But Pomposo and Garchitorena shrug off concerns about the mental toll the experience may be having on them, even though they’ve never done this kind of work before.
They say they’re not suffering from nightmares. They just want to get the job done and head back to Bicol, the region a few hundred kilometers northwest of Tacloban where they’re from.
Their clothes retain the stench of death from one day to the next, and they have to wash themselves over twice to try to get rid of the smell from their skin.
But they show more concern for the stricken people of Tacloban than they do for themselves.
“They will have to start from zero,” says Garchitorena, his eyes hidden behind a pair of reflective sunglasses.
A state of flux
The two firemen say the situation in the city has changed from the unruly conditions they witnessed when they arrived early last week, a time when law and order had broken down and looting was rife.
Now, Tacloban is in a state of flux. Many residents who survived the typhoon, especially women and children, have left to stay with relatives elsewhere until the situation improves. People from badly hit communities in the surrounding areas have also flowed through the city.
Like the firemen, large numbers of the government employees working to clear up Tacloban and provide aid to storm victims have come in from other parts of the Philippines. And ordinary people from other regions have also rushed there to look for missing relatives and help survivors.
Added to that is the influx of international aid workers and foreign journalists.
Edwin Manaus stands outside the Stephanie Smoke Haus restaurant in the center of town, known locally for its all-you-can-eat buffet. He tries to make sense of the upheaval.
The streets appear to have gotten busier over the weekend, as more debris was cleared and an improved gasoline supply allowed more people to use scooters, motorized rickshaws and a variety of other vehicles to move around and reach food distribution points.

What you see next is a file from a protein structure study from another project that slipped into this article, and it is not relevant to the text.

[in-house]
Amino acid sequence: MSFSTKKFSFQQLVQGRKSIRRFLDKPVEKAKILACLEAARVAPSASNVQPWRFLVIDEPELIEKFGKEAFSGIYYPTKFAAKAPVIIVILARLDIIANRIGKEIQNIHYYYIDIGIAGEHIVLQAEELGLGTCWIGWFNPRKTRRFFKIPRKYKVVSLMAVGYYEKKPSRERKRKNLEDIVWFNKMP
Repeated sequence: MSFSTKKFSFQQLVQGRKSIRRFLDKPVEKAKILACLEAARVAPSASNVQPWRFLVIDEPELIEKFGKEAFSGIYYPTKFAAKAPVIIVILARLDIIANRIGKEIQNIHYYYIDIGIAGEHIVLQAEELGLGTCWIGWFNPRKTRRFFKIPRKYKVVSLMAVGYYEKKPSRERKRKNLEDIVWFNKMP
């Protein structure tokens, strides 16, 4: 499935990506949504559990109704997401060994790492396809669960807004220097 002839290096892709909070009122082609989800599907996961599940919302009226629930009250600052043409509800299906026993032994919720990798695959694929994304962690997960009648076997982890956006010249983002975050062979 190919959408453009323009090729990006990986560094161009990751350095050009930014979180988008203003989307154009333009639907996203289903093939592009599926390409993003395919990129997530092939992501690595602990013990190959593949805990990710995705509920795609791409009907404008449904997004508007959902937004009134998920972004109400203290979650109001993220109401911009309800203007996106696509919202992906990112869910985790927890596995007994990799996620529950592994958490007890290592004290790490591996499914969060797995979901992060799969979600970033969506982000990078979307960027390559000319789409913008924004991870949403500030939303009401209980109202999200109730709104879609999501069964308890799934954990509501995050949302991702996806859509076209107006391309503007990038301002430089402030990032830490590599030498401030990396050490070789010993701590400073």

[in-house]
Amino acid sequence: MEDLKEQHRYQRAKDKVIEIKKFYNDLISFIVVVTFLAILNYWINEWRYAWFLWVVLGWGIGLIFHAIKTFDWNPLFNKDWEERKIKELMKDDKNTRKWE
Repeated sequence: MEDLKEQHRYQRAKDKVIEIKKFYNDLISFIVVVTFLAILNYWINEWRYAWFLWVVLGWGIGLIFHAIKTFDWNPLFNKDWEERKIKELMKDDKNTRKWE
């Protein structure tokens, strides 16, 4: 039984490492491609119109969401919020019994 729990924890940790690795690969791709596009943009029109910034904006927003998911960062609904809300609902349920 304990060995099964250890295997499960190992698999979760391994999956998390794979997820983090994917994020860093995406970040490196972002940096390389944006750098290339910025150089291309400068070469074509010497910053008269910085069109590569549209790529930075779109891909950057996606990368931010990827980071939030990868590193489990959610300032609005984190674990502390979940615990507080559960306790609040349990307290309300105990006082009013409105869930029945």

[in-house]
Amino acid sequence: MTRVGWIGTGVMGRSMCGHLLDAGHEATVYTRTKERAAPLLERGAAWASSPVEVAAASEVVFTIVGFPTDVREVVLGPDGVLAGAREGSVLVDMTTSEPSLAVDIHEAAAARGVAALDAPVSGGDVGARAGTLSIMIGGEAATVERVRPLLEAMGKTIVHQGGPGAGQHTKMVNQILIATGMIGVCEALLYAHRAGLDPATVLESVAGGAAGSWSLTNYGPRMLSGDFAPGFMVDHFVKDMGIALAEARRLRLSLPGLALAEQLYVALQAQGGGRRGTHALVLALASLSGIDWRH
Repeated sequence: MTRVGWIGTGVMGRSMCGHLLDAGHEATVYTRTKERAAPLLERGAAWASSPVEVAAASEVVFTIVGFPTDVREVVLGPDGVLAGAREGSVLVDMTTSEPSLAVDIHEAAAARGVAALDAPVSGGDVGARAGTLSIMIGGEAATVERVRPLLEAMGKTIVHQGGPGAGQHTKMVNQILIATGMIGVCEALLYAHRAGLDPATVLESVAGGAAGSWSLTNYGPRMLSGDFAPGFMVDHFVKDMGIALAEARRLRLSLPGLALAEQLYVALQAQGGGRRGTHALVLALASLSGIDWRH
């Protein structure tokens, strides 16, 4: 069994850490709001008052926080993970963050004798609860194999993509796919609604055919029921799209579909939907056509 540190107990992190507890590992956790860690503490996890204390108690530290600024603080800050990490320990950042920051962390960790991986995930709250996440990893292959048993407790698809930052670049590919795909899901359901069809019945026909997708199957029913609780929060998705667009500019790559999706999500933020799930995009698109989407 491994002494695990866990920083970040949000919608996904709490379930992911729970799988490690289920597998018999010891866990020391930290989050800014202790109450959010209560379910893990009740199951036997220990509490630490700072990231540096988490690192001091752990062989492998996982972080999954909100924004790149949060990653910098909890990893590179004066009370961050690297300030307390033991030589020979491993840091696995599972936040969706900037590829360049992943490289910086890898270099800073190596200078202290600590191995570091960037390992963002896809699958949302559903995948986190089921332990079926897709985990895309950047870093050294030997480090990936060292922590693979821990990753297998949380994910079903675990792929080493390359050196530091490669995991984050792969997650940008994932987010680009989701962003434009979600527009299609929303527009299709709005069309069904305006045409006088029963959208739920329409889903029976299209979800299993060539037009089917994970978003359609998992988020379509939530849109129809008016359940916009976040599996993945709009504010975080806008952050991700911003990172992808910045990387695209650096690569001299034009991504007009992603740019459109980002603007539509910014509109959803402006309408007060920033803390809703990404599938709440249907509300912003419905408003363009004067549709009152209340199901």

But despite the increased bustle, Manaus says the city feels emptier to him, with so many of the regular residents gone, including many members of his family.
“I need people for my business,” he says, gesturing toward the darkened interior.
He also needs electricity and running water before he can reopen. He says he heard a rumor that the power could be back on as soon as next week, but city officials said late last week that it could take months.
The businesses that do appear to be thriving in the early days of recovery are improvised market stalls in a northern part of the city, near the poor, severely damaged neighborhood of Paseo de Legazpi.
Some goods on sale, like fresh bananas, appear to have come in from neighboring provinces. But other products — like umbrellas, cigarettes and coffee — are most likely taken from the looted stores nearby, locals say.
The devastation in Paseo de Legazpi, where many people lived in flimsy shanties, remains shocking. The creek that runs through the neighborhood is full of the splintered remains of homes and their contents, along with the bloated carcasses of several very large pigs.
The body collectors are likely to have a grueling task ahead of them, gathering what still lies amid the area’s tangled wreckage.
Pomposo and Garchitorena say they don’t know how long they’ll have to stay. But they’ve already planned what they’ll do when they eventually get back to Bicol.
“Rest, sleep and drink a cold glass of water,” says Garchitorena.
To which, Pomposo adds, “File for vacation leave.”
Jethro Mullen | CNN